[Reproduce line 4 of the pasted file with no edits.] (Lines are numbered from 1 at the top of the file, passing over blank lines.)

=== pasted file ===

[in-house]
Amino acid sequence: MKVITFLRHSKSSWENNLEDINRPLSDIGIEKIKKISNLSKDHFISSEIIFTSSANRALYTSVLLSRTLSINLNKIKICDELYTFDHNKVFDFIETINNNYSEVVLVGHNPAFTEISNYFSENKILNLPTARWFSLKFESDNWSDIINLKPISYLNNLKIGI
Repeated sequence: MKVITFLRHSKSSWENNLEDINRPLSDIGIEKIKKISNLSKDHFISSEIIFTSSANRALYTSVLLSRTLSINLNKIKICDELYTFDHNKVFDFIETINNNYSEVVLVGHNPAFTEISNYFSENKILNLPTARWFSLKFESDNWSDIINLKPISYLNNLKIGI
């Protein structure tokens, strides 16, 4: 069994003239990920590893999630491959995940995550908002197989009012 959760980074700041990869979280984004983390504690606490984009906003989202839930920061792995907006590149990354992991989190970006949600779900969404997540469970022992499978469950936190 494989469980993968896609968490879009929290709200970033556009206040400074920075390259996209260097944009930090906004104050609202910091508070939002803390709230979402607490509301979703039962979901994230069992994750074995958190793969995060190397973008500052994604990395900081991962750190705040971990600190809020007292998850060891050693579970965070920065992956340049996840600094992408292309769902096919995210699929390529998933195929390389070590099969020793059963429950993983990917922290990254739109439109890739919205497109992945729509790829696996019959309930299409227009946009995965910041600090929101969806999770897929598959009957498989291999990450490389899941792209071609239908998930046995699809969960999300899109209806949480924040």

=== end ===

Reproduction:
């Protein structure tokens, strides 16, 4: 069994003239990920590893999630491959995940995550908002197989009012 959760980074700041990869979280984004983390504690606490984009906003989202839930920061792995907006590149990354992991989190970006949600779900969404997540469970022992499978469950936190 494989469980993968896609968490879009929290709200970033556009206040400074920075390259996209260097944009930090906004104050609202910091508070939002803390709230979402607490509301979703039962979901994230069992994750074995958190793969995060190397973008500052994604990395900081991962750190705040971990600190809020007292998850060891050693579970965070920065992956340049996840600094992408292309769902096919995210699929390529998933195929390389070590099969020793059963429950993983990917922290990254739109439109890739919205497109992945729509790829696996019959309930299409227009946009995965910041600090929101969806999770897929598959009957498989291999990450490389899941792209071609239908998930046995699809969960999300899109209806949480924040």